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You can’t help but see it as a duality.
With Oded Fehr’s career in Hollywood working out in the exact opposite direction that most other actors build their resumes, his stints in THE MUMMY pictures thrusted him to the front of the line of big budget productions, Oded found himself being quickly established within the acting community. He took his notoriety and actually channeled it into smaller roles on television. This part is important to understand because from Presidio Med, Charmed and even UC: Undercover Oded two-stepped back into the thunderous actioneer, RESIDENT EVIL: APOCALYPSE without so much as missing a beat.
Too many times in this business you talk to people who are vocal about being film actors and nothing but or television actors that only sees television as a way into film. Oded, I think, doesn’t see things that way. As evidenced by his turn in Sleeper Cell on Showtime you can see Oded deliver a tightly packed performance that is definitely an argument as to why film actors need to rethink their stance on the issue.
I believe the other part of this duality about Oded, and this could be pure speculation, is when he’s going to break from playing characters with obviously “international” names like Prince Sadir, Kazim, Amahl Ali Akbar, Zankou, et al. Hopefully you can see where this is leading when you understand that, as Carlos Olivera in the newest RESIDENT EVIL installment, his newest role is yet another step forward for the actor who is constantly looking for roles that will allow him to be seen as an actor who can play roles of varying type.
I talked with Oded regarding the choices he makes with regard to work, whether he’s had it up to here with productions set in the sand and what it’s like to be a working actor with small children.
RESIDENT EVIL: EXTINCTION opens Friday.
ODED FEHR: Hi…is this Christopher Stipp? This is Oded Fehr.
CHRISTOPHER STIPP: How are you doing?
FEHR: I’m very good, how are you?
CS: I’m doing fine. I couldn’t wait to talk to you.
FEHR: I appreciate that.
CS: I know you’ve already been through rounds and rounds and rounds of press and all that…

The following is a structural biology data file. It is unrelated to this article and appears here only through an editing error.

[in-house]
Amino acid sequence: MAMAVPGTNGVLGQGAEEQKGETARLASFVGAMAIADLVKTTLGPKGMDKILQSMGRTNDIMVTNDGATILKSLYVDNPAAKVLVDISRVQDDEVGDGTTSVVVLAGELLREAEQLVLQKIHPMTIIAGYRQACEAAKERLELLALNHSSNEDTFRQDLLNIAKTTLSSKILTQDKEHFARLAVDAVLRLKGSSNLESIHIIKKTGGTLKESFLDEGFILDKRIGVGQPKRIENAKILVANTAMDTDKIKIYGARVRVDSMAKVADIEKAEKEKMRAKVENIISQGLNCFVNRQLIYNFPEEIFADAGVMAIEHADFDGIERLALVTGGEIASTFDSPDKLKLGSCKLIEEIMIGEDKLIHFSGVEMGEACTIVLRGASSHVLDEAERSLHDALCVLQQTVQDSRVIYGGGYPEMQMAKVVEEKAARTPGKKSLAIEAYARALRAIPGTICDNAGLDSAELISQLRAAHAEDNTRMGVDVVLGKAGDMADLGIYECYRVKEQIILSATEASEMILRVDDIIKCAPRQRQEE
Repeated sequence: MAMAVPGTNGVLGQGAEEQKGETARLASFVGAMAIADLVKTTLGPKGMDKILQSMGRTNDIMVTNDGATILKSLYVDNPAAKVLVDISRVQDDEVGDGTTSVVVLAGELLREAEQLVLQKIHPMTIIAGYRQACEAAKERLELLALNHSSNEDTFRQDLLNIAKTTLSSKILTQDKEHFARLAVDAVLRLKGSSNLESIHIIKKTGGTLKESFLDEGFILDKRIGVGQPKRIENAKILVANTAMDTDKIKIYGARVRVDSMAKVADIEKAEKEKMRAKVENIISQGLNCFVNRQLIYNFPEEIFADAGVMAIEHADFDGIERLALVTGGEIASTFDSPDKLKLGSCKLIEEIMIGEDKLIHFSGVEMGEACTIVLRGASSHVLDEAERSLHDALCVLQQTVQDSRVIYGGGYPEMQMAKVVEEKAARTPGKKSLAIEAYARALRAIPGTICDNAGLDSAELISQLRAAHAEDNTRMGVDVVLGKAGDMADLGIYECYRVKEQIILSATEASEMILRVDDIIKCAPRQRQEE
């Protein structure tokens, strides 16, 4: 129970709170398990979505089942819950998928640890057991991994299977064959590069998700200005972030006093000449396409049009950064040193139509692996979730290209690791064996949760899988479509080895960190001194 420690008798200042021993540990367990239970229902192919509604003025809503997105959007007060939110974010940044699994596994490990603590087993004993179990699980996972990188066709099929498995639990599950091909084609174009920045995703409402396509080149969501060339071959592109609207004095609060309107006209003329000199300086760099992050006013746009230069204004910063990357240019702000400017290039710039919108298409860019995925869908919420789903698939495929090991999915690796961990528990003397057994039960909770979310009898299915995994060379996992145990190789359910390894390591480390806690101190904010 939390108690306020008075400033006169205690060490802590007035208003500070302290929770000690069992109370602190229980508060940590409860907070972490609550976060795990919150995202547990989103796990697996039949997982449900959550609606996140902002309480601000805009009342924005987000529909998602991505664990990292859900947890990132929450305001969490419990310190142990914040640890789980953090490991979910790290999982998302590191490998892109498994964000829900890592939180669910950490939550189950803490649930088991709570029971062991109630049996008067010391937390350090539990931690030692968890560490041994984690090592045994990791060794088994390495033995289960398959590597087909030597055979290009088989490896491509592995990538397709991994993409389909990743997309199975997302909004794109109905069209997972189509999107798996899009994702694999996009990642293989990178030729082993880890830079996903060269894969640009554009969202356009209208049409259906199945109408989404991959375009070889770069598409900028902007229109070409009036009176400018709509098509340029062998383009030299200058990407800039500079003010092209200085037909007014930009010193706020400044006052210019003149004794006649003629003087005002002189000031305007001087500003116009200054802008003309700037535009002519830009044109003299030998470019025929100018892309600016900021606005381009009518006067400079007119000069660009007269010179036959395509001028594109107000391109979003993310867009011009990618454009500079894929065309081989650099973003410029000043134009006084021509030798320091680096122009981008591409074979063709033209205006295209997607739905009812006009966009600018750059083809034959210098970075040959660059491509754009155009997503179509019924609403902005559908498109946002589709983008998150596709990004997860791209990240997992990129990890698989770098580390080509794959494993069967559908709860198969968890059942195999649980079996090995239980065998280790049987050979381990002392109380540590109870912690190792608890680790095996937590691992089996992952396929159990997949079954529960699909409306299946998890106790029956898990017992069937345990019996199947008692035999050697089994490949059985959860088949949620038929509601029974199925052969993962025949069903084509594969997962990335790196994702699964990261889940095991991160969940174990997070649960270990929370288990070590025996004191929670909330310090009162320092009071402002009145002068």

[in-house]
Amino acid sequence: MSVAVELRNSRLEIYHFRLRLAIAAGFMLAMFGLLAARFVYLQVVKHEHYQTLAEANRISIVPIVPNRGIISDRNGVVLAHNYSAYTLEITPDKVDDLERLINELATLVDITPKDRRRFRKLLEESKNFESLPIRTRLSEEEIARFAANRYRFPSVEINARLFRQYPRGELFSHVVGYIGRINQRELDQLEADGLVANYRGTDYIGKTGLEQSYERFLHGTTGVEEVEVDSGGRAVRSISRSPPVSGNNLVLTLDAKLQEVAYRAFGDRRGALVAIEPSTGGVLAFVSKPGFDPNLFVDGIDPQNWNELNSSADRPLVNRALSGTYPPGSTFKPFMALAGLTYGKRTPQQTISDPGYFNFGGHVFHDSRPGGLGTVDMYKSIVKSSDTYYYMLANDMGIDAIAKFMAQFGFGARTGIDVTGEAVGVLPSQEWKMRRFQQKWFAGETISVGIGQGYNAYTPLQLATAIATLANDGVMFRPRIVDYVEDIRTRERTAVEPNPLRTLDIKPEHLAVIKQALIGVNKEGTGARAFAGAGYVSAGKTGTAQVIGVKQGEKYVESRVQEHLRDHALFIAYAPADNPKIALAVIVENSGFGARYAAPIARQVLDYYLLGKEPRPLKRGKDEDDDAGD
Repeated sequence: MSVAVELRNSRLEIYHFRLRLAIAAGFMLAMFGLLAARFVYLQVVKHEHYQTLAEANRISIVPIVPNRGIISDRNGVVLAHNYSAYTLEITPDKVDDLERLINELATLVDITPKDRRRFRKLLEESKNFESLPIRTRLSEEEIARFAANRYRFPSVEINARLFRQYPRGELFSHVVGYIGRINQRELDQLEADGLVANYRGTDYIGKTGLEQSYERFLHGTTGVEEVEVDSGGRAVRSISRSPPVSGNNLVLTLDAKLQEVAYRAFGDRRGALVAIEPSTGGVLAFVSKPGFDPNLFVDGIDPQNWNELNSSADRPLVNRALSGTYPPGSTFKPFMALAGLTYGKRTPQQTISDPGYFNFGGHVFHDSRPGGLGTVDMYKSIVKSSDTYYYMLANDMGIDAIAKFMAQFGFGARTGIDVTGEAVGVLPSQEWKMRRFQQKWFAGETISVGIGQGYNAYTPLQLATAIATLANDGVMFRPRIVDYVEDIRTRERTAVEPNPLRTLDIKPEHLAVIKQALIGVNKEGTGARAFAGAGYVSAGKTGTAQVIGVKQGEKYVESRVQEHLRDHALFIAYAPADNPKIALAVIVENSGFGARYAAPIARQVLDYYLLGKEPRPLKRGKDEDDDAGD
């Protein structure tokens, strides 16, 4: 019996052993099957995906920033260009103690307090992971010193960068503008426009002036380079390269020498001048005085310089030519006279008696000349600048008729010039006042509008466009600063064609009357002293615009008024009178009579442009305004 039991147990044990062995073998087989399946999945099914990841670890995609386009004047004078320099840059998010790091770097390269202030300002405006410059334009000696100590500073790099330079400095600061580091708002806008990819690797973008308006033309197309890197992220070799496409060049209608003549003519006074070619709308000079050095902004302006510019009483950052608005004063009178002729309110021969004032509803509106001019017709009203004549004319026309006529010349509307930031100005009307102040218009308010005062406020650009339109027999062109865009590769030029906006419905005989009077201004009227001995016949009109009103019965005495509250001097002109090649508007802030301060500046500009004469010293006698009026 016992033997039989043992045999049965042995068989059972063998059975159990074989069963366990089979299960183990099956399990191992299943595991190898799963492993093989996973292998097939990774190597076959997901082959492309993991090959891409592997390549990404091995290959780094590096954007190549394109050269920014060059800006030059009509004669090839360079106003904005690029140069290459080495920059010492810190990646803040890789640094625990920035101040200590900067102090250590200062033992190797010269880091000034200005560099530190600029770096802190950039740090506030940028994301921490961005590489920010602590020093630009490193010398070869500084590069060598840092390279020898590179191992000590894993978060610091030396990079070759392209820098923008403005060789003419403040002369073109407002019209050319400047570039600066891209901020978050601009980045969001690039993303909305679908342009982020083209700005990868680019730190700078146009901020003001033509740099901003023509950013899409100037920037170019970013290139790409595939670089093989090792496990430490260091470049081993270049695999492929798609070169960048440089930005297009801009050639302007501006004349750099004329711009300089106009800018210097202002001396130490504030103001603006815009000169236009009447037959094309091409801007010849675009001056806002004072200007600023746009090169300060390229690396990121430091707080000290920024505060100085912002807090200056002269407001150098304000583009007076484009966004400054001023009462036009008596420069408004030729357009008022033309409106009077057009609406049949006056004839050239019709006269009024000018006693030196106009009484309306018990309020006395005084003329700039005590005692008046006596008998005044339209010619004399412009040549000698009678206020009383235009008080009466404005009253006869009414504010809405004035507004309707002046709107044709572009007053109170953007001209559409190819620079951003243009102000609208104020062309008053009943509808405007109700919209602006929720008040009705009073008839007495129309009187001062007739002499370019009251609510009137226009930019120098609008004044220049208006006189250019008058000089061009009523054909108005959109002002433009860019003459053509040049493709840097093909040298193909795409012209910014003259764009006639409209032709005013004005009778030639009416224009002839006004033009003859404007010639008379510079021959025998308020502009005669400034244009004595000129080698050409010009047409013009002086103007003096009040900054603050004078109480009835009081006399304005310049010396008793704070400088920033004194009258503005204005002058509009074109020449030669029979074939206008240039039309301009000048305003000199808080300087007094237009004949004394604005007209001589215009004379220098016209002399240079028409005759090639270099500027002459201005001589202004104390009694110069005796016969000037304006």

FEHR: Yeah, but it’s not so bad.
FEHR: I like to talking about movies and the work.
CS: The only reason I bring that up is because I recently saw an interview with Kevin Bacon talking about doing press and junkets and what he thought of junkets. Being on the other side I’ve got to think that answering the same questions again and again and again…
FEHR: The junket days are definitely hard. They are a little bit mind numbing because you literally do answer the same questions over and over and I think it gets to the point where the day you can sum up all the answers right off the bat from the first one.
CS: I am absolutely fascinated by that only from your point of view. Obviously in the back of your head you want a memorable, a nice conversation…is there things you look for - hope that somebody brings up instead of the “What was it like to work with” kind of questions?
FEHR: No, I was thinking about it myself; what would be the questions that would be most interesting? It’s one of those things that when you are on your side, you know your work really well and sometimes you are surprised by questions some people ask you as far as your work because it’s not the first thing you think of. It is the same with me. I don’t necessarily – I’m surprised by the questions or I’m not surprised by the questions. As far as I’m concerned I always afraid I’m boring people. Because I’m not really – I live a very simple life. I’m a father first, husband and so on so I’m not nearly as interesting as others might be.
CS: Well, you are to me because I have two girls at home, one’s four and one’s one so when I saw that you had two children of your own.
FEHR: Exactly the same ages.
CS: I was utterly fascinated from the point of view that your world must have changed dramatically. You have a preconceived notion of what life will be like when you say “I am going to be a father and having to balance”…Obviously, at the end of the day, acting is work.
FEHR: It is very much that. The thing about me I think is I was always very ready to have children and looked forward to having children and a family. My wife and I got married and really found a wonderful life with each other and we added it on with children and it never….you know how people always warn you everything will be so different. Everything is upside down, life is completely different and shocking but for it me it always felt as though it was very much a natural progression of things. I love it. It’s the first and foremost most important thing in my life.